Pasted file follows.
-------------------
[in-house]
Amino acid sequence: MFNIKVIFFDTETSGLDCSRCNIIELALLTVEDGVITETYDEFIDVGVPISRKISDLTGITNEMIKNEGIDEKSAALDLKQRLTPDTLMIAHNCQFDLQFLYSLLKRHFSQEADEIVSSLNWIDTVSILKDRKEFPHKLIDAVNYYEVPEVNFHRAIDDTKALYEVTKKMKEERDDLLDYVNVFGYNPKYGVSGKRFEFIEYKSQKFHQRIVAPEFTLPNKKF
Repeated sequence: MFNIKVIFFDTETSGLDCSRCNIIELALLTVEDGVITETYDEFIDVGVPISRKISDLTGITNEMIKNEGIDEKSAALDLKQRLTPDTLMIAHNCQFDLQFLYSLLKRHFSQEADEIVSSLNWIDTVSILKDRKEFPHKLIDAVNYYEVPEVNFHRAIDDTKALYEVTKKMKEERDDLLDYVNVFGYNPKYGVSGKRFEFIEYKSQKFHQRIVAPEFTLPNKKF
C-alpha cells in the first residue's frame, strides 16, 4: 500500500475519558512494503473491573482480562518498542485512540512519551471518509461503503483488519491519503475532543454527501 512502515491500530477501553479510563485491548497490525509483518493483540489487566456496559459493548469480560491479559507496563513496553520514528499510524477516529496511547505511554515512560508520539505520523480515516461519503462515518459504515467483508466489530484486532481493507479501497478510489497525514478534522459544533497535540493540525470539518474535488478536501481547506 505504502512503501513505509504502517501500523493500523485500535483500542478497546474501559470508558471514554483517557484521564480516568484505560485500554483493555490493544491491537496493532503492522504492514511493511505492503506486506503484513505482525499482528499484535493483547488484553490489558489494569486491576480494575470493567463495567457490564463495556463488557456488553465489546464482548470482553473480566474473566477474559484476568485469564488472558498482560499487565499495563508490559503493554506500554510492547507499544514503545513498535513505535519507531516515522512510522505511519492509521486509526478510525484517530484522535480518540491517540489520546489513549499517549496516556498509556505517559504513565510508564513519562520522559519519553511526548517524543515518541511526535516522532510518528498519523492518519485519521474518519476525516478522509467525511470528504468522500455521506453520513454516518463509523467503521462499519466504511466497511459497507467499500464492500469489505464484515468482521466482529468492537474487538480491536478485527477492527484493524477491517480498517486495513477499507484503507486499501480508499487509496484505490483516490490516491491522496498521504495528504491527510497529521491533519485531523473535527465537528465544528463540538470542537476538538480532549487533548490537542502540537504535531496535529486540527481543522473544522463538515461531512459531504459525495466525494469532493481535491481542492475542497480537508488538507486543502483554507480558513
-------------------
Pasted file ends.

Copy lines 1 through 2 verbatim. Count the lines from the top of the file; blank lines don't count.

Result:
[in-house]
Amino acid sequence: MFNIKVIFFDTETSGLDCSRCNIIELALLTVEDGVITETYDEFIDVGVPISRKISDLTGITNEMIKNEGIDEKSAALDLKQRLTPDTLMIAHNCQFDLQFLYSLLKRHFSQEADEIVSSLNWIDTVSILKDRKEFPHKLIDAVNYYEVPEVNFHRAIDDTKALYEVTKKMKEERDDLLDYVNVFGYNPKYGVSGKRFEFIEYKSQKFHQRIVAPEFTLPNKKF